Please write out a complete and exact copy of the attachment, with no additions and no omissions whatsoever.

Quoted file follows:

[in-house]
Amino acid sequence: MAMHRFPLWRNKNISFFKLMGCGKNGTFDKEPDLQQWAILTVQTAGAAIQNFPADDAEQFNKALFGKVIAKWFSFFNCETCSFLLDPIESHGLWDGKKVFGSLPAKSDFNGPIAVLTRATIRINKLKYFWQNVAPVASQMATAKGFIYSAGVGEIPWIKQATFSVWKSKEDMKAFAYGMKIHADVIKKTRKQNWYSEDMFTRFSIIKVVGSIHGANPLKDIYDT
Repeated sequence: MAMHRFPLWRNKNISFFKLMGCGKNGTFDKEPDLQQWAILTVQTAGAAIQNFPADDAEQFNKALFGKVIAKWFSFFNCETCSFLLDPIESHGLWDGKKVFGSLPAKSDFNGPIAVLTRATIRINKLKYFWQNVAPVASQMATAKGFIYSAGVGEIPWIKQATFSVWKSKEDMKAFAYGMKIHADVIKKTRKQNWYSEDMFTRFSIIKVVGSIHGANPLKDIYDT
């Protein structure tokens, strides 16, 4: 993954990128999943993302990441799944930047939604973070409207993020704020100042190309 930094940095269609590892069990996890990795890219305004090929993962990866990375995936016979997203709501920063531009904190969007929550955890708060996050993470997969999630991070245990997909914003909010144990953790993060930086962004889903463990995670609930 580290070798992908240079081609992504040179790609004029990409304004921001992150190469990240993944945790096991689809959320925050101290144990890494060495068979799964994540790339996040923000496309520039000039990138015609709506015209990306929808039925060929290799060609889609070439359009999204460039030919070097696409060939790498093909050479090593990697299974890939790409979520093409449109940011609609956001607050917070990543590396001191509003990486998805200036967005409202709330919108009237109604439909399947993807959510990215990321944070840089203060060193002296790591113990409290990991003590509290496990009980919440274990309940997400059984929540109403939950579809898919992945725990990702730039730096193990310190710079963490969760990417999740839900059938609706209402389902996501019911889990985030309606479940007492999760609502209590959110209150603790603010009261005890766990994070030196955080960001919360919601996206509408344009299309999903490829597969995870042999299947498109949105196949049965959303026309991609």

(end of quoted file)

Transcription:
[in-house]
Amino acid sequence: MAMHRFPLWRNKNISFFKLMGCGKNGTFDKEPDLQQWAILTVQTAGAAIQNFPADDAEQFNKALFGKVIAKWFSFFNCETCSFLLDPIESHGLWDGKKVFGSLPAKSDFNGPIAVLTRATIRINKLKYFWQNVAPVASQMATAKGFIYSAGVGEIPWIKQATFSVWKSKEDMKAFAYGMKIHADVIKKTRKQNWYSEDMFTRFSIIKVVGSIHGANPLKDIYDT
Repeated sequence: MAMHRFPLWRNKNISFFKLMGCGKNGTFDKEPDLQQWAILTVQTAGAAIQNFPADDAEQFNKALFGKVIAKWFSFFNCETCSFLLDPIESHGLWDGKKVFGSLPAKSDFNGPIAVLTRATIRINKLKYFWQNVAPVASQMATAKGFIYSAGVGEIPWIKQATFSVWKSKEDMKAFAYGMKIHADVIKKTRKQNWYSEDMFTRFSIIKVVGSIHGANPLKDIYDT
């Protein structure tokens, strides 16, 4: 993954990128999943993302990441799944930047939604973070409207993020704020100042190309 930094940095269609590892069990996890990795890219305004090929993962990866990375995936016979997203709501920063531009904190969007929550955890708060996050993470997969999630991070245990997909914003909010144990953790993060930086962004889903463990995670609930 580290070798992908240079081609992504040179790609004029990409304004921001992150190469990240993944945790096991689809959320925050101290144990890494060495068979799964994540790339996040923000496309520039000039990138015609709506015209990306929808039925060929290799060609889609070439359009999204460039030919070097696409060939790498093909050479090593990697299974890939790409979520093409449109940011609609956001607050917070990543590396001191509003990486998805200036967005409202709330919108009237109604439909399947993807959510990215990321944070840089203060060193002296790591113990409290990991003590509290496990009980919440274990309940997400059984929540109403939950579809898919992945725990990702730039730096193990310190710079963490969760990417999740839900059938609706209402389902996501019911889990985030309606479940007492999760609502209590959110209150603790603010009261005890766990994070030196955080960001919360919601996206509408344009299309999903490829597969995870042999299947498109949105196949049965959303026309991609």